Aly Song / Reuters

I spent much of the past two years on the staff of the White House Council of Economic Advisers, thinking about U.S. trade policy toward China. Many people, including me, were focused on the economics of this issue. Many still are.

The blow-by-blow of the bout between the world’s two economic heavyweights is easy to follow. The world’s stock markets gyrate in response to the trade news of the day; the U.S. dollar falls versus the Chinese yuan, and the president responds. Each new piece of macroeconomic data is interrogated until it mumbles something about tariffs. Even the Federal Reserve has weighed in.

But the economics of the U.S.-China trade dispute will never tell its full story. Sooner or later, the current U.S.-China trade conflict will be resolved, and either the U.S. or China will be seen as the winner, in terms of direct economic consequences.

The trade dispute, though, is now about much more than economics—it’s testing whether a democratically elected government can prevail in the face of the authoritarian government of the world’s most populous country. And everyone who values democracy or human rights should hope that, one way or another, the United States ultimately prevails in that struggle.

The sound and fury that now accompany the release of any new U.S. economic data signify something less than even the data themselves would suggest. Each release of gross-domestic-product data from the Bureau of Economic Analysis is probed for evidence of the trade conflict’s effects. Yet even the best methods of interrogation will yield at least some untruths: Within months, the BEA itself will almost certainly consider this initial “advanced” GDP data to be wrong. Each quarter’s initial GDP estimate is typically revised by the BEA twice within three months, and four times within five years.

Meanwhile, as last quarter’s growth rises and falls by percentage points, the future of democracy hangs in suspense. The advanced GDP numbers are ephemeral, but the broader consequences of the trade battle will prove more lasting.

China’s response to U.S. trade actions appears to reflect a cynicism about the efficacy of democracy. Beijing’s strategy appears calibrated to exploit the fact that the American people elect the head of their government, by attempting to influence how the American people will vote. In effect, it seems to be gambling on its ability to turn American democracy against itself.

At the center of China’s responses are the tit-for-tat tariffs intended to hurt American farmers, a constituency that tends to support President Donald Trump and to live in crucial swing states. These tariffs appear designed to deliver political pain in the U.S., not to produce any economic benefit for China. China’s other political meddling, as Vice President Mike Pence recently laid out, includes attempts at interference in the 2018 U.S. midterm elections. Recent targets of Chinese Communist Party influence campaigns also include state and local governments, Congress, academia, think tanks, and the business community.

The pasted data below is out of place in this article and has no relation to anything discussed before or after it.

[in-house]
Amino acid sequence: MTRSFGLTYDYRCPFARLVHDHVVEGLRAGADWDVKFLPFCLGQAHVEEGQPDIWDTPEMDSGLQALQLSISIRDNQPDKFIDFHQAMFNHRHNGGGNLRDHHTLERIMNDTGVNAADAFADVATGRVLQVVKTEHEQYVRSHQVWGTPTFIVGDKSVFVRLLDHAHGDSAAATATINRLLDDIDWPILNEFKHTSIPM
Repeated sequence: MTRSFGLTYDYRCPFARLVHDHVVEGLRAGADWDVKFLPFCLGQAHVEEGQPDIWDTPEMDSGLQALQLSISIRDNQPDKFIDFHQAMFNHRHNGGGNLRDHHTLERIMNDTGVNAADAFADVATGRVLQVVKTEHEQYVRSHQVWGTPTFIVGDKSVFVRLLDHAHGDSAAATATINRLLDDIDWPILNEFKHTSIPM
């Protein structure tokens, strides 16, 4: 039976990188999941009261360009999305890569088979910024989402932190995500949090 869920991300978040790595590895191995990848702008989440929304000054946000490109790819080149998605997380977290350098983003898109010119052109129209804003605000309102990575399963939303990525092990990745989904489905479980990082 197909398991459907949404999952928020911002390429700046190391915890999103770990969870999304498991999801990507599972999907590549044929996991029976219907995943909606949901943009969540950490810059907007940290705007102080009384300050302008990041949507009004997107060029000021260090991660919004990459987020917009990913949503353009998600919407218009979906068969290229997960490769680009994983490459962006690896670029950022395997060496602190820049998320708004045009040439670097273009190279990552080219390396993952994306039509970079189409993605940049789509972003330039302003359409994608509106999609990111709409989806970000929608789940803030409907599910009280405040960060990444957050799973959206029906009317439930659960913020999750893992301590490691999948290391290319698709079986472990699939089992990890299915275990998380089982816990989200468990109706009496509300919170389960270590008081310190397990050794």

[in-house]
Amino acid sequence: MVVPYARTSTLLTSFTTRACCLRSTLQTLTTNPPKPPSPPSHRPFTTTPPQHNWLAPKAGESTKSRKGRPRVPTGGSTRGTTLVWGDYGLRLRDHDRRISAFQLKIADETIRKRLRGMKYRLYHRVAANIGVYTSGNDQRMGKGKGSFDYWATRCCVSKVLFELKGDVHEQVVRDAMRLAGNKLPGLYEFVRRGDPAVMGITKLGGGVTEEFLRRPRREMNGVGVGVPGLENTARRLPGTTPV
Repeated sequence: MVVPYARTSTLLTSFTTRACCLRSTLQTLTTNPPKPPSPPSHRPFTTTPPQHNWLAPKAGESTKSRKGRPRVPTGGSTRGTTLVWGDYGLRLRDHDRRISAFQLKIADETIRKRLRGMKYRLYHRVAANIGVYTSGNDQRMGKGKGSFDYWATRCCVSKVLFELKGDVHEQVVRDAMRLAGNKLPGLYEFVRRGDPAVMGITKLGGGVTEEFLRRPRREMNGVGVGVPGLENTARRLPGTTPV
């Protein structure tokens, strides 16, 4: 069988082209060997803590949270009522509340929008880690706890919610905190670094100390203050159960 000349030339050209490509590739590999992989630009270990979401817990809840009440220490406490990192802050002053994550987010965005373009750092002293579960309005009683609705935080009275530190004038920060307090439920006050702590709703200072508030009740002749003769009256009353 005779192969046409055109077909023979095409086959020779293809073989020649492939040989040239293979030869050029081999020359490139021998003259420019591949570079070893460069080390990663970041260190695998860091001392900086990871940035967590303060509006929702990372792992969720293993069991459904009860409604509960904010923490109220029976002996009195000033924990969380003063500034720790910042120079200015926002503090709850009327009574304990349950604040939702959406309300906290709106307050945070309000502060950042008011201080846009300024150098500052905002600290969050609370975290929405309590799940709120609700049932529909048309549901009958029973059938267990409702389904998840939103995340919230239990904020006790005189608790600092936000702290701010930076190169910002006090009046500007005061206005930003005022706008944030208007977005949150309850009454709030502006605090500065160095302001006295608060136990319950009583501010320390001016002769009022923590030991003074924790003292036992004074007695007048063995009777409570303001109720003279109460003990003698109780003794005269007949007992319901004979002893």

Now, according to Trump, China may be simply sitting and waiting for the clock of America’s own democracy to tick until he faces reelection.

The strategy that China now seems to be displaying in the U.S. can be deployed to punish elected leaders around the world for any number of reasons. China could utilize a variation of this strategy in a confrontation over any issue a country with an elected leader might have with Beijing, from trade abuses to human-rights violations.

If the U.S. is ultimately perceived to have lost the trade conflict, the leaders of democracies around the world will take notice. They will learn that confronting Beijing risks provoking a campaign of democratic destabilization—one that was successful elsewhere. They will need to weigh that risk against the potential rewards. China could point to the U.S. trade conflict to remind democracy’s leaders of this peril. And if any such leaders defiantly forged ahead, Beijing could draw on a playbook sharpened from its U.S. experience.

China’s victory, then, would bring about a world in which democracies are enfeebled and the largest autocracy is emboldened.

Some Americans disagree with the Trump administration’s criticisms of China’s economic practices and, as a result, its decision to challenge them at all. Many criticize the Trump administration’s tactical use of tariffs on economic grounds. But a Chinese victory in the trade conflict, now, would damage democracy and human rights regardless of the economics of the initial trade issues themselves.

Many critics of Trump allege that he has undermined the values of liberal democracy. If critics wish to bolster those values, though, and secure a brighter future for democracy and human rights, they should hope that Trump prevails in his showdown with China.

The dismal science of economics has much to say about economic relations between China and the United States. But the worst possible legacy of this trade conflict would not necessarily be dismal for reasons familiar to places such as the Council of Economic Advisers. It would be dismal because it makes the world safer for China’s authoritarianism and more dangerous for elected leaders who dare to challenge its malign behavior.

Regardless of your views on Trump, if you value democracy and human rights, some things are worse than giving the Trump administration a win. A victory for China in its trade conflict with the U.S. is now one of them.

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